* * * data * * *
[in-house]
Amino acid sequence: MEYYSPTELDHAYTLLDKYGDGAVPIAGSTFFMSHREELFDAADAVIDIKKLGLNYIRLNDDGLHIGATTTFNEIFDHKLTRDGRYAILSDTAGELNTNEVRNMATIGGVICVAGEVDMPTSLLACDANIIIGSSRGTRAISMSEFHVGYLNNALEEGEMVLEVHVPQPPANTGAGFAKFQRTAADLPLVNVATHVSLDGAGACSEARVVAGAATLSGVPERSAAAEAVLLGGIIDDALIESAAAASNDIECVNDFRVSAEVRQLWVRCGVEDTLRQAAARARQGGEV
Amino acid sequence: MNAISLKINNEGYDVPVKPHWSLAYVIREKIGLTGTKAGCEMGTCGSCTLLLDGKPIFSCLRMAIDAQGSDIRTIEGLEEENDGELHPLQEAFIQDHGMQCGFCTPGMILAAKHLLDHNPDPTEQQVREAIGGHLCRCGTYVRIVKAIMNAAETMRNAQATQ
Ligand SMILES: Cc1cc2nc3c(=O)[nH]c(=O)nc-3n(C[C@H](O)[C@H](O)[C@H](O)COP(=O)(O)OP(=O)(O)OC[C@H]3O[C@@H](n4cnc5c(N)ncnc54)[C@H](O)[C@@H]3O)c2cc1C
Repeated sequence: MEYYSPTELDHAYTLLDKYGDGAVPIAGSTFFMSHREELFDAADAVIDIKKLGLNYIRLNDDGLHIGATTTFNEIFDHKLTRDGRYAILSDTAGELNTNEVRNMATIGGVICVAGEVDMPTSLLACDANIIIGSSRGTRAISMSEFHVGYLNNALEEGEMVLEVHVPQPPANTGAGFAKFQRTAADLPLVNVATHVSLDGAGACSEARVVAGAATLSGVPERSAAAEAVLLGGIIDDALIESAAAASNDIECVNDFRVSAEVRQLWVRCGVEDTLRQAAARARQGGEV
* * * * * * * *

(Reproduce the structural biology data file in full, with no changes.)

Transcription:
[in-house]
Amino acid sequence: MEYYSPTELDHAYTLLDKYGDGAVPIAGSTFFMSHREELFDAADAVIDIKKLGLNYIRLNDDGLHIGATTTFNEIFDHKLTRDGRYAILSDTAGELNTNEVRNMATIGGVICVAGEVDMPTSLLACDANIIIGSSRGTRAISMSEFHVGYLNNALEEGEMVLEVHVPQPPANTGAGFAKFQRTAADLPLVNVATHVSLDGAGACSEARVVAGAATLSGVPERSAAAEAVLLGGIIDDALIESAAAASNDIECVNDFRVSAEVRQLWVRCGVEDTLRQAAARARQGGEV
Amino acid sequence: MNAISLKINNEGYDVPVKPHWSLAYVIREKIGLTGTKAGCEMGTCGSCTLLLDGKPIFSCLRMAIDAQGSDIRTIEGLEEENDGELHPLQEAFIQDHGMQCGFCTPGMILAAKHLLDHNPDPTEQQVREAIGGHLCRCGTYVRIVKAIMNAAETMRNAQATQ
Ligand SMILES: Cc1cc2nc3c(=O)[nH]c(=O)nc-3n(C[C@H](O)[C@H](O)[C@H](O)COP(=O)(O)OP(=O)(O)OC[C@H]3O[C@@H](n4cnc5c(N)ncnc54)[C@H](O)[C@@H]3O)c2cc1C
Repeated sequence: MEYYSPTELDHAYTLLDKYGDGAVPIAGSTFFMSHREELFDAADAVIDIKKLGLNYIRLNDDGLHIGATTTFNEIFDHKLTRDGRYAILSDTAGELNTNEVRNMATIGGVICVAGEVDMPTSLLACDANIIIGSSRGTRAISMSEFHVGYLNNALEEGEMVLEVHVPQPPANTGAGFAKFQRTAADLPLVNVATHVSLDGAGACSEARVVAGAATLSGVPERSAAAEAVLLGGIIDDALIESAAAASNDIECVNDFRVSAEVRQLWVRCGVEDTLRQAAARARQGGEV